At 12 years old Preston Olinger was the picture of health. Shortly after these photos were taken, he suffered a major medical scare that put his life on a different track.
“One night I passed out and went to the hospital. We found out there that I was diabetic. I had a really high blood sugar of 1,200 which is extremely high. Its normally 100,” says Olinger.
There was no family history of type 1 diabetes, so the warning signs went unnoticed.
“It was just a gradual. Like build up, over a couple of weeks. Getting thirstier and thirstier and then I started losing a lot of weight, like 20 pounds,” says Olinger.
Dr. Cayce Jehaimi is a pediatric endocrinologist with Golisano Children’s Hospital, and Olinger’s doctor.
“Type 1 diabetes is an autoimmune disease. It’s where the body, or the immune system in this case, turns against the pancreas,” says Dr. Jehaimi.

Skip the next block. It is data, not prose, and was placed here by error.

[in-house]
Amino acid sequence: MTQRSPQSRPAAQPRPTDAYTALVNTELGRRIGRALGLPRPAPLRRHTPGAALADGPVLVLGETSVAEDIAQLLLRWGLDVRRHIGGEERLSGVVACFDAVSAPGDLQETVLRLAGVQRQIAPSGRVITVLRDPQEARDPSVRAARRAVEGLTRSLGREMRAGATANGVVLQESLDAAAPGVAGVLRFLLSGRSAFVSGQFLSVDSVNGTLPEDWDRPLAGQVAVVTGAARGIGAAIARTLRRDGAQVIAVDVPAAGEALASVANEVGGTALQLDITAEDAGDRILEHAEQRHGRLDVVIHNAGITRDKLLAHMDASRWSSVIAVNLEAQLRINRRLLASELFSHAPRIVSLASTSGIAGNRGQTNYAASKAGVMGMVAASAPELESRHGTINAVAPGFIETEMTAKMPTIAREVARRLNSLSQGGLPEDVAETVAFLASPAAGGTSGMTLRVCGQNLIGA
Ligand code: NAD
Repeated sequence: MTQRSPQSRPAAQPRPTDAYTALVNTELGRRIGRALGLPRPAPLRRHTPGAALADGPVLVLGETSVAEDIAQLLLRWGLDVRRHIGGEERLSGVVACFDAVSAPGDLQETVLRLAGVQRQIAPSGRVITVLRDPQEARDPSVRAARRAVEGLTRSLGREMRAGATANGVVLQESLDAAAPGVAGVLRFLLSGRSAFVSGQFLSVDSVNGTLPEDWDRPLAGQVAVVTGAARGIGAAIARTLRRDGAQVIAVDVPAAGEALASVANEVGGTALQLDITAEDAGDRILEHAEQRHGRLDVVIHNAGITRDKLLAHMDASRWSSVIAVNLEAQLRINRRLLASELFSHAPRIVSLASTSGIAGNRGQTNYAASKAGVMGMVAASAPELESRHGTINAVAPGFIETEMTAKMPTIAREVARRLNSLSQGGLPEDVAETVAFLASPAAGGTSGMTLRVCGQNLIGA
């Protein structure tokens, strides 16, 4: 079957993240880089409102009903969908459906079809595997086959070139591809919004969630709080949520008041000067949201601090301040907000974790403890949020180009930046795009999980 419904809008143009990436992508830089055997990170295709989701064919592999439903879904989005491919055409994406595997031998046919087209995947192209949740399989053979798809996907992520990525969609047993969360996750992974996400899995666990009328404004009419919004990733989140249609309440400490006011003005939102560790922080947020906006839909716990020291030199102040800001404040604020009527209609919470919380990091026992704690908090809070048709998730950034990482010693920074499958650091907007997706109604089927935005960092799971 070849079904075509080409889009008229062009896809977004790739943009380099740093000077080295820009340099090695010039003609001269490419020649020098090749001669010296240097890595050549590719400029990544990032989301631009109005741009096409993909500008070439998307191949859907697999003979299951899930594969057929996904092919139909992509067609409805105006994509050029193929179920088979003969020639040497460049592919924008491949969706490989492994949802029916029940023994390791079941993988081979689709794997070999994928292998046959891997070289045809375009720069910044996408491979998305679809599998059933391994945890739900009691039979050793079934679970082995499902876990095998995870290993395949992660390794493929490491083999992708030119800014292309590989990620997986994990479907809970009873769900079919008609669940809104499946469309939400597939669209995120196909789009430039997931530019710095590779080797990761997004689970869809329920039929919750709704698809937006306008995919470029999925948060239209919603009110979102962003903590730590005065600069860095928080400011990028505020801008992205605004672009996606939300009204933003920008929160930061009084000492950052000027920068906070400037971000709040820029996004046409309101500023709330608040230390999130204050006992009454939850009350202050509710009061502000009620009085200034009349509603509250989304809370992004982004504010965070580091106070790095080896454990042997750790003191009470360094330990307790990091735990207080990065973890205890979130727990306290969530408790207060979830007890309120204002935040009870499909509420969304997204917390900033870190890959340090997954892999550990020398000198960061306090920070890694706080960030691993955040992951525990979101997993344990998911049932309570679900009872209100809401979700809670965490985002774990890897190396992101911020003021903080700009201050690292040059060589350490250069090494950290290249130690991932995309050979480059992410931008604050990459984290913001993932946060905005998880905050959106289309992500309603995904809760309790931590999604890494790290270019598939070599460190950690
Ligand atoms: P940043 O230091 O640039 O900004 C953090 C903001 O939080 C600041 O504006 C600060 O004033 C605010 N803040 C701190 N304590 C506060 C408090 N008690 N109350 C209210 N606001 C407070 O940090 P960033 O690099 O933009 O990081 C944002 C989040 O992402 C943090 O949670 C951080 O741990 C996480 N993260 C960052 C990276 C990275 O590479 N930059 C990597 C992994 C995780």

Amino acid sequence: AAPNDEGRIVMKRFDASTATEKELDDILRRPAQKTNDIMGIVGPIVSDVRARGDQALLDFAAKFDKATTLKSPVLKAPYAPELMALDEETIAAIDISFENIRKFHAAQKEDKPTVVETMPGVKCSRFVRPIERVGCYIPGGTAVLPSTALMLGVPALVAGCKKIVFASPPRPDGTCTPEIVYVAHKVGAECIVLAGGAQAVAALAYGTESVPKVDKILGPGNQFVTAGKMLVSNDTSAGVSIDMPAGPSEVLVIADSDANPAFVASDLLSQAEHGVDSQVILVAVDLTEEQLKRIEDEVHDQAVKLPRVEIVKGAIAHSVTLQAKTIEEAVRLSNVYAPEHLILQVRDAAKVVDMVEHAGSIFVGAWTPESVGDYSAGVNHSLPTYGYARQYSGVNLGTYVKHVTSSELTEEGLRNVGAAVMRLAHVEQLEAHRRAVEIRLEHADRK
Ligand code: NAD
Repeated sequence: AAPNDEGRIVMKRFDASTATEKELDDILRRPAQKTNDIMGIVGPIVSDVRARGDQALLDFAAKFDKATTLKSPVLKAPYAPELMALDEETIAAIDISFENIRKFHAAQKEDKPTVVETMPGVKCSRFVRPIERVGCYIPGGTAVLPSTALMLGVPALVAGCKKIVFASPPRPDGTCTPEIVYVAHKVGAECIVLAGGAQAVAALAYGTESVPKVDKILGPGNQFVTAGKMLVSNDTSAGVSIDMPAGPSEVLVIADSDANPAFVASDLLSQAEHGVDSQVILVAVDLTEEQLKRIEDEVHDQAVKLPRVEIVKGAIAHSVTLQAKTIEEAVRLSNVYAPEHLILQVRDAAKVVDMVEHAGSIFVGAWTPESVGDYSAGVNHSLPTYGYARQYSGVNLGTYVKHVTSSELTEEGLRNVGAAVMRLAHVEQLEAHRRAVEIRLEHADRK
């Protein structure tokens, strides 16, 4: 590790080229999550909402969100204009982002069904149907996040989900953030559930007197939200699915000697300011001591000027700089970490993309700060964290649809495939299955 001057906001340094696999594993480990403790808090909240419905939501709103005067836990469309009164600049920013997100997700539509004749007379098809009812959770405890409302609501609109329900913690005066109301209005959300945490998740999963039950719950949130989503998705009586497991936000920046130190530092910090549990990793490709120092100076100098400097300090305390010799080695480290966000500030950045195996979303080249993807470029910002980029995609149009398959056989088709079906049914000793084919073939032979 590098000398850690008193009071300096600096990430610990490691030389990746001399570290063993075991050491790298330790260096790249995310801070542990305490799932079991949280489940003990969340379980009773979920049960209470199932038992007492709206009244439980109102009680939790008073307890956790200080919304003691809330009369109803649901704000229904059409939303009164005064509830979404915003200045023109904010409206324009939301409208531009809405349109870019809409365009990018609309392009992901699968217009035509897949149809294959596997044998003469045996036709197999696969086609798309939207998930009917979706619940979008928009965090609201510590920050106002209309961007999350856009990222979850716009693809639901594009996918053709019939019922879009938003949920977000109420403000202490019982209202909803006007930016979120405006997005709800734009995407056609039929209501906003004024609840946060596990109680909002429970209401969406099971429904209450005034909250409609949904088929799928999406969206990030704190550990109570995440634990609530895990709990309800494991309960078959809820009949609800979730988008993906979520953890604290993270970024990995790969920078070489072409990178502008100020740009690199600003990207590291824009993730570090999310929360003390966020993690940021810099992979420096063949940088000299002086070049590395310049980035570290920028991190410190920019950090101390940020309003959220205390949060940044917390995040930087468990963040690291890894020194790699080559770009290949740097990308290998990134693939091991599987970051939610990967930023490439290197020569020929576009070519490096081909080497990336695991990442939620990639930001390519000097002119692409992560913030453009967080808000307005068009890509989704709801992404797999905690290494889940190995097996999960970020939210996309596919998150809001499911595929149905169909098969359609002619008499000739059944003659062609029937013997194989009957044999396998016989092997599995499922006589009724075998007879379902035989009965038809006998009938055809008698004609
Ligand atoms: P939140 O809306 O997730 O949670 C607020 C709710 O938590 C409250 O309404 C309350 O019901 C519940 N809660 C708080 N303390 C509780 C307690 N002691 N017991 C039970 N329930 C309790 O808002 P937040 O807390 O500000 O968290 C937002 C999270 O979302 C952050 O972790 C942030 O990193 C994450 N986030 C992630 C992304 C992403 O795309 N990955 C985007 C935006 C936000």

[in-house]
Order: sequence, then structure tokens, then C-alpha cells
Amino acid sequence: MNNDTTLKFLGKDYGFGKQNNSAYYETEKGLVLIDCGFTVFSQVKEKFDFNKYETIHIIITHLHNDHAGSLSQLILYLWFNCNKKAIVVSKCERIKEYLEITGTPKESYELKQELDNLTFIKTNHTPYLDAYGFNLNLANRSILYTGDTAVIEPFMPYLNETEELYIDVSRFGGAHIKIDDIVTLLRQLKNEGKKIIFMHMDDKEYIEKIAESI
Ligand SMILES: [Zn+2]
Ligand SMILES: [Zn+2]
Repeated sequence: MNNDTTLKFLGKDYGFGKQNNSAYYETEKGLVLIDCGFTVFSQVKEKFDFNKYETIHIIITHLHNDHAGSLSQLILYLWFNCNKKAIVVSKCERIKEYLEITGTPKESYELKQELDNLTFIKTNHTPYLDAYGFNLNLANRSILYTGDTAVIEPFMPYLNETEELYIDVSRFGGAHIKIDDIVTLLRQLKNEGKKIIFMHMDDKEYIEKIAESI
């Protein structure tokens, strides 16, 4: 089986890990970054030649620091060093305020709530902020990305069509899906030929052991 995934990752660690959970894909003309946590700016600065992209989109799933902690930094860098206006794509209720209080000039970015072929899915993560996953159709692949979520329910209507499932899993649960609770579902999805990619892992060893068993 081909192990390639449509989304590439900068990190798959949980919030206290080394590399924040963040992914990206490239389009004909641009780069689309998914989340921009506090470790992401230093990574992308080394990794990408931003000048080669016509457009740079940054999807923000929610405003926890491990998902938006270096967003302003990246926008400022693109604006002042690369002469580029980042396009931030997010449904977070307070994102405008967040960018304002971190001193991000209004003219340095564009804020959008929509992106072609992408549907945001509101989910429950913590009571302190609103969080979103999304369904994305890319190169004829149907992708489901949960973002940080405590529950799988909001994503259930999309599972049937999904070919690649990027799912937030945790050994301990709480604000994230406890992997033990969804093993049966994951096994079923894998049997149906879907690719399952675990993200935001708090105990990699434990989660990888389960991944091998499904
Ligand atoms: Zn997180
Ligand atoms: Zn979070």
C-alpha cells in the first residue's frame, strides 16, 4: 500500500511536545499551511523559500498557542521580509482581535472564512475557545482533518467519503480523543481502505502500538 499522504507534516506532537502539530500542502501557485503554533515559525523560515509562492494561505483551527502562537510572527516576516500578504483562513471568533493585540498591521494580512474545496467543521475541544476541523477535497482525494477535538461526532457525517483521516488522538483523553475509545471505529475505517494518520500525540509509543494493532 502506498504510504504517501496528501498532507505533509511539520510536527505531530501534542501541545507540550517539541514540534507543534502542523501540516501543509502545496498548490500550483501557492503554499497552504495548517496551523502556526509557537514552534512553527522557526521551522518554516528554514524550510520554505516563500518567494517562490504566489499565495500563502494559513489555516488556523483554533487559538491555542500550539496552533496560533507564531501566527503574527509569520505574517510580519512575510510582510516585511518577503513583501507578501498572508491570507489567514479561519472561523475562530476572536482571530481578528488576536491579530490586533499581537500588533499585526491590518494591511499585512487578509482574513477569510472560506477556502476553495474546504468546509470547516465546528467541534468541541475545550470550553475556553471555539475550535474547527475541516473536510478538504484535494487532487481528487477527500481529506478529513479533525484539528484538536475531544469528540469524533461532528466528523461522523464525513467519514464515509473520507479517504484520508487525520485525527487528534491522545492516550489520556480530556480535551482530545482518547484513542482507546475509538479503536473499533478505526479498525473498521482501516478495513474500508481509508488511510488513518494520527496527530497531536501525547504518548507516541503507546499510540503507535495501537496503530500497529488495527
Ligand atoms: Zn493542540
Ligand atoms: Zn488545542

Once called juvenile diabetes, the majority of people with type 1 are under 20. It can be difficult to manage, especially for kids.
“Particularly teenagers have a host of challenges. With peer pressure and school demands, let alone adding on top of it, blood sugar checks and injecting insulin,” says Dr. Jehaimi.
“At first it kind of hit me like ‘whoa, what is this?’ I never had anything like this before but then you realize its something you’ll have to deal with,” says Olinger.
So fast-forward a few years. Preston is a high school sophomore. Instead of letting his disease get him down, he’s taking it in stride.
Olinger hasn’t slowed down; in fact he’s sped up. Now a decorated track letterman, he’s sidestepped serious complications.
“I always like to check my blood sugar before a competition or something make sure I have enough energy and blood sugar is high enough to have a good performance,” says Olinger.
“We try to preserve as much as possible of all the things they should cherish and love about being a youth or a teenager or a toddler, before the era of type 1 diabetes in their life,” says Jehaimi.
With perseverance, patience and practice, Olinger knows he’ll come out ahead in the long run.